A One-Button Game System

Simplify your gaming experience with a homemade mini console

Here’s a radical idea: Put down that PSP for a while. Give your tired fingers a break from its complex configurations of buttons and action controls, and try a whole different kind of game machine, one that uses just a single button and can be built and modified at home. At the core of this simple yet elegant retro game platform is a device called a ScreenKey, a small LCD screen built on top of a pushbutton. Couple it with a tiny programmable microcontroller, and you have a complete portable DIY “GameKey” system. (We housed ours in a small candy container.) It may not replace your Nintendo DS, but it can run most any basic game you can create for it. We’ve even written one already to get you started: Red Fish, Green Fish, Blue Fish—SHARK! [see below]. Kids’ll love it. Just assemble the parts, download our code here to program the microcontroller, and put your game face on.

See avrfreaks.net to get a list of AVR programmers, which convert the game code so the microcontroller can read it. Also see PopSci’s past AVR-related articles and how-to pieces at popsci.com/category/tags/AVR.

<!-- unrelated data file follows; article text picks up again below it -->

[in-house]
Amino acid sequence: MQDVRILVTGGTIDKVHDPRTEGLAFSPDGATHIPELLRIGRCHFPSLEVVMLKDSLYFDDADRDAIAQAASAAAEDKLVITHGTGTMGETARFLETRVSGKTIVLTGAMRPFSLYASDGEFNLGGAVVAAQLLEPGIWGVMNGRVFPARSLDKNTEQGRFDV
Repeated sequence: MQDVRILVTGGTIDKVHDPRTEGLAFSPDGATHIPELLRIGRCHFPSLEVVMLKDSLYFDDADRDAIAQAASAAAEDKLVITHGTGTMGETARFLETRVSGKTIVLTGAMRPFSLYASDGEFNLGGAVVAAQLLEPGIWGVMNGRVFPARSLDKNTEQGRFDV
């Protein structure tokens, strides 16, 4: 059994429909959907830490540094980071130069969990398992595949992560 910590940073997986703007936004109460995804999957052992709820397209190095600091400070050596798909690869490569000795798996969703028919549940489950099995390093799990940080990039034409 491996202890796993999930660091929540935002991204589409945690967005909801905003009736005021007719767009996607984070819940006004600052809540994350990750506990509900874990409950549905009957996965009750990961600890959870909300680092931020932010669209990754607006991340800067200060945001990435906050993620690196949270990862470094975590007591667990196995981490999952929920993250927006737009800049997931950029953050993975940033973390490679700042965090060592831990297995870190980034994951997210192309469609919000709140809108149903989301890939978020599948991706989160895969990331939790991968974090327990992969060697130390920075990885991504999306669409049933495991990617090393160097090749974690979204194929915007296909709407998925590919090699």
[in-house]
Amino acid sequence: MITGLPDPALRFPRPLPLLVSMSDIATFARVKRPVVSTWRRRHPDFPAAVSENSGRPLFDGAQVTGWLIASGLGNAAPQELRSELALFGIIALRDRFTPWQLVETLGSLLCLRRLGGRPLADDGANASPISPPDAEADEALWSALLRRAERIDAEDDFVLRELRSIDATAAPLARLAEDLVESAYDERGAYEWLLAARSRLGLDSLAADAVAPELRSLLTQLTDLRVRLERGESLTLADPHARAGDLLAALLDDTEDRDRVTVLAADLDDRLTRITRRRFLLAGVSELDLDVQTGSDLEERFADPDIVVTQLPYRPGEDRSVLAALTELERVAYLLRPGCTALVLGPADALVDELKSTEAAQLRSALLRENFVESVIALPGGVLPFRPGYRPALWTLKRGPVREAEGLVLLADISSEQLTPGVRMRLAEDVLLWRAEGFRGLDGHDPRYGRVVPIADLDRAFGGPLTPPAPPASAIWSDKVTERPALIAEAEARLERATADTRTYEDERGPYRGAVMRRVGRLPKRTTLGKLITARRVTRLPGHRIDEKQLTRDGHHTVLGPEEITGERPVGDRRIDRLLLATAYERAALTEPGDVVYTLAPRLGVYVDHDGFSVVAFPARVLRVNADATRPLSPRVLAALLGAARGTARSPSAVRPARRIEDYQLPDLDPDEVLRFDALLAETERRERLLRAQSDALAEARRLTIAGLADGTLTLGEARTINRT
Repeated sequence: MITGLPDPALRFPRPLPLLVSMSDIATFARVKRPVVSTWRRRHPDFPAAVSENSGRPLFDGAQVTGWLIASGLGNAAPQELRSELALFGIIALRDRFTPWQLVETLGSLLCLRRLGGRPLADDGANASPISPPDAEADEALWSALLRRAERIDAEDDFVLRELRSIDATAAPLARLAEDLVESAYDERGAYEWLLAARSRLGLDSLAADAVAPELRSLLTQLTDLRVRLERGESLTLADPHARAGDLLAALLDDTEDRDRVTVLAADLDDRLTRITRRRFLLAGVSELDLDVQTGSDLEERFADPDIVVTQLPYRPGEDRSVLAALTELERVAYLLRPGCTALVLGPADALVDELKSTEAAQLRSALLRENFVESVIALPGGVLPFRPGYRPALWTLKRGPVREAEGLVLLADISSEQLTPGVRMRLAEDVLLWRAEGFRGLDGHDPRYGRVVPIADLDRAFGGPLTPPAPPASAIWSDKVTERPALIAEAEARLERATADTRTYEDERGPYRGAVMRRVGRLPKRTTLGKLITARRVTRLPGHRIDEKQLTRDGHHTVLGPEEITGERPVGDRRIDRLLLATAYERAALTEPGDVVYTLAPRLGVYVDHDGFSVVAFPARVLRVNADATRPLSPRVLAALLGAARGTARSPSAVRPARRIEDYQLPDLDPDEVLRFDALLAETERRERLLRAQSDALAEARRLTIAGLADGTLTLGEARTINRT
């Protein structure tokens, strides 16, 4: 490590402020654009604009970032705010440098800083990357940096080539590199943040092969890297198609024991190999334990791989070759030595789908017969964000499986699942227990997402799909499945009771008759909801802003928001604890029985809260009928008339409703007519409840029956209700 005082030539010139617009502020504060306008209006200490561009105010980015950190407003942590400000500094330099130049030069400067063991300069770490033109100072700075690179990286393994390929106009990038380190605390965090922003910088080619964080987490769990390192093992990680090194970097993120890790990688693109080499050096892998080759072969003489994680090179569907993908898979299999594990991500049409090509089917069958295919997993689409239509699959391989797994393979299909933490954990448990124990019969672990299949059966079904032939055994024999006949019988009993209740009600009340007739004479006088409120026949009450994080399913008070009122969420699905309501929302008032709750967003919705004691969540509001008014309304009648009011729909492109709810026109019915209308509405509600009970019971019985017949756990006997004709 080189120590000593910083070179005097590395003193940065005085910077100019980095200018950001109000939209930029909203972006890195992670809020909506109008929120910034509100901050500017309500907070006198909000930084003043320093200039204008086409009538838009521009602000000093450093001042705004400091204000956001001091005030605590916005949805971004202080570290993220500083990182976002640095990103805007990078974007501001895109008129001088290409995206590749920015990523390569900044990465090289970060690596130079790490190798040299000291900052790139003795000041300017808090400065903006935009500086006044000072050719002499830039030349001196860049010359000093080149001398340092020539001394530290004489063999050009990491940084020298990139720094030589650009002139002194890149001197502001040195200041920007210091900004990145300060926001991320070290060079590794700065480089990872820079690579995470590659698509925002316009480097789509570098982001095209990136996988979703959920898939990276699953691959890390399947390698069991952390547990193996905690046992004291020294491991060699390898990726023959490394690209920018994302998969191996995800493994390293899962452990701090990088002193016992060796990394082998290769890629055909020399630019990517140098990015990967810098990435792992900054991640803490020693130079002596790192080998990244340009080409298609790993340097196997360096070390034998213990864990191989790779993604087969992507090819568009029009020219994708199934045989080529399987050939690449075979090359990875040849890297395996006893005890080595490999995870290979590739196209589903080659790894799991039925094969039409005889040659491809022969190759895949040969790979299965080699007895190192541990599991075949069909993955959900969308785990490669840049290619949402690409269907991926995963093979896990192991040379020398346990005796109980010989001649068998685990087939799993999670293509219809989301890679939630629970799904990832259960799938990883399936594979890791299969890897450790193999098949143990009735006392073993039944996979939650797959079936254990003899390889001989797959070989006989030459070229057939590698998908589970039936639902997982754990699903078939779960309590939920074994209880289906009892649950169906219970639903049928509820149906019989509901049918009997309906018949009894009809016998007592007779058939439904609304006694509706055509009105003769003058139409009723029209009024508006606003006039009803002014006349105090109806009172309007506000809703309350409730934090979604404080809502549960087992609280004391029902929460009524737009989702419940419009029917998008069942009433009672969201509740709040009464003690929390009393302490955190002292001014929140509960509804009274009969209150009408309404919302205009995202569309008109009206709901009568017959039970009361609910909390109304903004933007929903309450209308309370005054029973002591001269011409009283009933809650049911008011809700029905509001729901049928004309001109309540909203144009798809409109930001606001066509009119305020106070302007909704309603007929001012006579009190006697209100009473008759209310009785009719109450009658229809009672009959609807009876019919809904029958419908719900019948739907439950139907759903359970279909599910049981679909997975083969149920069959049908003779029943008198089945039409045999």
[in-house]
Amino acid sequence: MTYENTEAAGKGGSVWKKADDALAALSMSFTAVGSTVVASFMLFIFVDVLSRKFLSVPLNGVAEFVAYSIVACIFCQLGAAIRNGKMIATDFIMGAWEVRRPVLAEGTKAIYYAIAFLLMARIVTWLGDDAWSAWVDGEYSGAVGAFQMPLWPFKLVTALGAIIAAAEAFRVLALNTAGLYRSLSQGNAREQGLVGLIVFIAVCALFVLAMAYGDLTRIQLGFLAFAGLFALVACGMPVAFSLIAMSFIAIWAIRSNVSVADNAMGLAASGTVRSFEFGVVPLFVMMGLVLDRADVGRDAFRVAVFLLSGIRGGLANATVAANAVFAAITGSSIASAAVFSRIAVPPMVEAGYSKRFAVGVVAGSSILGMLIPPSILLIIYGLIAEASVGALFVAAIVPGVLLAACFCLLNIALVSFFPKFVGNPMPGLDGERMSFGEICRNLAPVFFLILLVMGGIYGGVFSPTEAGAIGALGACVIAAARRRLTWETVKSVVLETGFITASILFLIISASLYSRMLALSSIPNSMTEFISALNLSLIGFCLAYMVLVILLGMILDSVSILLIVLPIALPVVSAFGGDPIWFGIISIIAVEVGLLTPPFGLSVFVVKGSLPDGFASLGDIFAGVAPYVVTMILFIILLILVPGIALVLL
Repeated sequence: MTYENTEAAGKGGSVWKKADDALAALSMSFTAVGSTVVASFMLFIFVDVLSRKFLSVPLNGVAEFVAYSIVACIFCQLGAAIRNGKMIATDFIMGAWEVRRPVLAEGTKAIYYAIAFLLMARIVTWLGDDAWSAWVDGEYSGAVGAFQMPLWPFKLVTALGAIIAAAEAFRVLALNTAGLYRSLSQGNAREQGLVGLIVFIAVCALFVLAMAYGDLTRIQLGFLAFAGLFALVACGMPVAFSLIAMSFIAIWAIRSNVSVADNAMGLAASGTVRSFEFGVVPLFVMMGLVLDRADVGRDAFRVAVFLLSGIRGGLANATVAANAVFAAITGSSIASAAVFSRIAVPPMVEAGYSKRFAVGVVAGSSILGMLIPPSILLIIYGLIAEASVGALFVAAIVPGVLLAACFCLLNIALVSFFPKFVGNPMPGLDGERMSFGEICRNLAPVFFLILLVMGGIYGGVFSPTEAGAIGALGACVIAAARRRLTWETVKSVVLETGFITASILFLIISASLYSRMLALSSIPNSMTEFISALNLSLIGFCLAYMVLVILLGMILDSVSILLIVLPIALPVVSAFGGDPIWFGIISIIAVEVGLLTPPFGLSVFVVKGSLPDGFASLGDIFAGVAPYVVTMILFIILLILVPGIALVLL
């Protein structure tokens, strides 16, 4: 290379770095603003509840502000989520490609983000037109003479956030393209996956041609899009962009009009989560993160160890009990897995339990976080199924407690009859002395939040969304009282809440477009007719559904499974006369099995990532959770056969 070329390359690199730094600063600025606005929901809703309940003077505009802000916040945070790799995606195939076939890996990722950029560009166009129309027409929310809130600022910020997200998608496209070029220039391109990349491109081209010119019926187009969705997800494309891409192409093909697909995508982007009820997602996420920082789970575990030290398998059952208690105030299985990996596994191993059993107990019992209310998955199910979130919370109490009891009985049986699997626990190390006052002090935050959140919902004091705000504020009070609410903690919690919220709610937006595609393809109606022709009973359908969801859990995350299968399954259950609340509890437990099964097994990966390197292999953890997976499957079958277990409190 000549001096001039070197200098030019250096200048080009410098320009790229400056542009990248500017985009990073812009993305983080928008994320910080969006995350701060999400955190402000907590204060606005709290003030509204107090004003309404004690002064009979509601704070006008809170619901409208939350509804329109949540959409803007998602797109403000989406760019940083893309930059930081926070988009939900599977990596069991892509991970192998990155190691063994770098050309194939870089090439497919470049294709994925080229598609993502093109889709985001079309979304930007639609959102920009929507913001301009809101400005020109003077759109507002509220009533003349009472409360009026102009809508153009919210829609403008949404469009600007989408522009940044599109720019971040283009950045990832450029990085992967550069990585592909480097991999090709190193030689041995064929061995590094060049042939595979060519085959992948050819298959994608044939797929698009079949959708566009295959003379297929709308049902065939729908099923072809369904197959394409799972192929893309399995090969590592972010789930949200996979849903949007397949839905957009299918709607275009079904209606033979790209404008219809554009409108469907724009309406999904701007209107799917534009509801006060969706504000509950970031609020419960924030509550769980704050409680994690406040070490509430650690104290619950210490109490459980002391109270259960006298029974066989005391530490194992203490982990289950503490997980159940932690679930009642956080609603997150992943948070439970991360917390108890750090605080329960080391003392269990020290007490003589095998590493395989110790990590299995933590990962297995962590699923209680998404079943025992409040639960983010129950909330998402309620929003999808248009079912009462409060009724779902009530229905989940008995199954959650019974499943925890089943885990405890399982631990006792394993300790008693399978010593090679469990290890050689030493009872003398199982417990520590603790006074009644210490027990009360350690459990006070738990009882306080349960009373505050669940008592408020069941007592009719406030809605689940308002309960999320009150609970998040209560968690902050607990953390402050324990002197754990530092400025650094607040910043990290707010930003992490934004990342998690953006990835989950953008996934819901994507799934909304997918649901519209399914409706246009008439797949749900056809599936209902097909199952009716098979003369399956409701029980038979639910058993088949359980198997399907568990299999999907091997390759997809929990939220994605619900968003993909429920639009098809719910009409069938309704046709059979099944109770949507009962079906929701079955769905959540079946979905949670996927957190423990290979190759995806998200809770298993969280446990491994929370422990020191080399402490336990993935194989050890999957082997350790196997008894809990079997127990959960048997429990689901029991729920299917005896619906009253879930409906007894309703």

Time: 2 hours
Cost: $71.89
Difficulty: Moderate

  1. Download our code here and transfer it to the microcontroller using an AVR programmer.
  2. Download the data sheets, which contain connection instructions for the ScreenKey (screenkeys.com) and the microcontroller (atmel.com).
  3. Wire the data, clock and switch pins for the ScreenKey to the microcontroller and its power pins to the DC-to-DC step-up. Add resistors, which ensure that the signal levels to the ScreenKey’s pins are stable.
  4. Insert an AA battery, and slide the whole assembly into your preferred container. Move the jumper switch on the battery compartment to turn on your GameKey. Spend the rest of your day staring into the button screen.

Inside the Gamekey

The simple hardware behind the Gamekey consists of a ScreenKey display panel, a DC-to-DC step-up board, a few resistors and a microcontroller.

The Rules of the Game

In Red Fish, Green Fish, Blue Fish—SHARK!, the ScreenKey displays bit-mapped images of aquatic life. When a fishy figure appears, press the button. But don’t press it when you see the shark—that means game over. The further you go, the faster the images will flash on the screen and the harder it will get.